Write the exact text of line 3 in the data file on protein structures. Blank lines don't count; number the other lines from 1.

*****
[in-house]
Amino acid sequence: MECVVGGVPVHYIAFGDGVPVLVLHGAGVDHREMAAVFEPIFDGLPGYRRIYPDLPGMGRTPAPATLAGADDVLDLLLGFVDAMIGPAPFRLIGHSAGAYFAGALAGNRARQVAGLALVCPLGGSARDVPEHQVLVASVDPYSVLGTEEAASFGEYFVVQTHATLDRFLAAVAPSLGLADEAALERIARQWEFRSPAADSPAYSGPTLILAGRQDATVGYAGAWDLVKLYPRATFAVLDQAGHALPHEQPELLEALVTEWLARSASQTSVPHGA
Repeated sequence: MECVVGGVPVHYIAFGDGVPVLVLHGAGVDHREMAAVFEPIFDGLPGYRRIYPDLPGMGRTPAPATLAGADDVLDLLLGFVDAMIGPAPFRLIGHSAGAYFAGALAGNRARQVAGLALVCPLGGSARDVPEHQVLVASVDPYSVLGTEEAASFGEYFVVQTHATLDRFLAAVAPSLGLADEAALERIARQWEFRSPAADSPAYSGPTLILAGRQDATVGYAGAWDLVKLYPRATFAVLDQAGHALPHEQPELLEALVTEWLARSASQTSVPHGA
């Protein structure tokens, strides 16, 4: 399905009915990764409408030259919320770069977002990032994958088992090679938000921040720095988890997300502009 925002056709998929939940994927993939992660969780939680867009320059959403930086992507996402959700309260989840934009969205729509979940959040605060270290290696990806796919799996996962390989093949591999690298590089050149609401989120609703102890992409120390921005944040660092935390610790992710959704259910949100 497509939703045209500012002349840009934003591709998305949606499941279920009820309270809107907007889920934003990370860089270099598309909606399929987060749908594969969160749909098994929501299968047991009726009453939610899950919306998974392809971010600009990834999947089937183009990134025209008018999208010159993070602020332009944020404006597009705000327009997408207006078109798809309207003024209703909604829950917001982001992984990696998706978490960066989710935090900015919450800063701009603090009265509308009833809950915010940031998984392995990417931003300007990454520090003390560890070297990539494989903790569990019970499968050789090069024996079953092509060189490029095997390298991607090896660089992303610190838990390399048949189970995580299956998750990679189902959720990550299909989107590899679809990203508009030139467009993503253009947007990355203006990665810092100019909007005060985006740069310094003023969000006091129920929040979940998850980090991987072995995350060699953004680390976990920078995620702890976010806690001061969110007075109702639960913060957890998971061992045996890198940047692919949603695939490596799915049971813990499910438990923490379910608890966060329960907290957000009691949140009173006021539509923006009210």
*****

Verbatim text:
Repeated sequence: MECVVGGVPVHYIAFGDGVPVLVLHGAGVDHREMAAVFEPIFDGLPGYRRIYPDLPGMGRTPAPATLAGADDVLDLLLGFVDAMIGPAPFRLIGHSAGAYFAGALAGNRARQVAGLALVCPLGGSARDVPEHQVLVASVDPYSVLGTEEAASFGEYFVVQTHATLDRFLAAVAPSLGLADEAALERIARQWEFRSPAADSPAYSGPTLILAGRQDATVGYAGAWDLVKLYPRATFAVLDQAGHALPHEQPELLEALVTEWLARSASQTSVPHGA